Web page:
Sunday, February 13, 2011
Photo gallery: Dallas Museum of Art’s Gustav Stickley Arts & Crafts exhibit
With vintage photos, architectural renderings, fabrics, and interactive displays, there's more to see than just furniture.
The Dallas Museum of Art (DMA) opens its Gustav Stickley and the American Arts & Crafts Movement exhibit today, and for devotees of "Stickleyana" it will be a genuine delight.
But there's more to see than just the iconic furniture designed by Stickley and constructed in his workshops: The exhibit features a range of Craftsman-related accessories, such as glass and metalwork lamps, figured linen tablecloths, vintage photographs — even plans and renderings of Craftsman-style homes and interiors.
One of the highlights of the exhibit (which features over 100 Stickley-designed objects) is a recreation of the model dining room from Stickley's 1903 Syracuse Arts & Crafts exhibition, complete with interactive touch-screen interpretive display.
The exhibit is curated by Kevin W. Tucker, the DMA's Margot B. Perot curator of Decorative Arts and Design. After a three-month run at the DMA, the exhibit (which premiered at the Newark Museum in September 2010, in conjunction with the centennial celebration of Stickley's New Jersey home) will travel to the San Diego Museum of Art.
Participating in a tour hosted by Tucker was both an enlightening experience and a real hoot. It's obvious that Tucker knows his Stickley stuff, as would be expected of the exhibit curator. But what charmed me about his talk was his colorful use of language, as he described the sweeping social influence that Stickley's designs and philosophy had upon the early 20th century populace.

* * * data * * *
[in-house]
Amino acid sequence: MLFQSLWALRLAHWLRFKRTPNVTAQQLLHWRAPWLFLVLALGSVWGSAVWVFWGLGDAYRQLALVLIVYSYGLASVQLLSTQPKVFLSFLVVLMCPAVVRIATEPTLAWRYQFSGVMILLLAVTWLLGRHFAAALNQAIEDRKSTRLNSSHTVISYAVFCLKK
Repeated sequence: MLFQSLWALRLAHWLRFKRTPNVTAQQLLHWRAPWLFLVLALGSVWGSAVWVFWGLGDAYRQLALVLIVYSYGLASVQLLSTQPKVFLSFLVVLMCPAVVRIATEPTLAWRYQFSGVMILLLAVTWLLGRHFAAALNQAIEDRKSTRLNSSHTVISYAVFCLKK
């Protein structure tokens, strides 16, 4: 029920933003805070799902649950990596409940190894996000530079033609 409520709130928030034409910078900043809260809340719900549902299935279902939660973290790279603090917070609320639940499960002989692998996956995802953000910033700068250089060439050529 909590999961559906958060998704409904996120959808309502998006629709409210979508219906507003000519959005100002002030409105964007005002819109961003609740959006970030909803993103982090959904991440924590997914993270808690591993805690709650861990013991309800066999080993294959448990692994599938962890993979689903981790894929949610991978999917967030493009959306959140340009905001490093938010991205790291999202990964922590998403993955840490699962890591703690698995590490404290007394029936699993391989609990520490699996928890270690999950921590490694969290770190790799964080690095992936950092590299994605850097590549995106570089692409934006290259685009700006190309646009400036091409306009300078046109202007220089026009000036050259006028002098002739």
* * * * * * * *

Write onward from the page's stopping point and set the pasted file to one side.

Phrases like "architectonic tension" and "fugitive colors" rolled off his tongue with aplomb; and when he described the "hung drawers" beneath a serving table, I'll admit I did a double-take.
Local furniture store impresario Rick Stacy was on hand as a special guest, along with several Stacy Furniture employees. Stacy Furniture carries reproduction lounge chairs and sofas of Stickley design, several of which were donated to the museum so people could get an idea what the original Stickley seating actually felt like to sit in. (It's quite comfortable, just FYI.)
Here are the full exhibit sponsorship details:
The exhibition is supported by a generous grant from the Henry Luce Foundation and the National Endowment for the Arts. Additional support is provided by the DMA’s patrons and supporters with funds raised through Silver Supper 2010 and from the Donor Circle membership program through leadership gifts by the Gay and Lesbian Fund for Dallas. Publication of the exhibition catalogue is underwritten by the Henry Luce Foundation, the Windgate Charitable Foundation, and the National Endowment for the Arts. Air transportation in Dallas is provided by American Airlines. Promotional support provided by Stacy Furniture.
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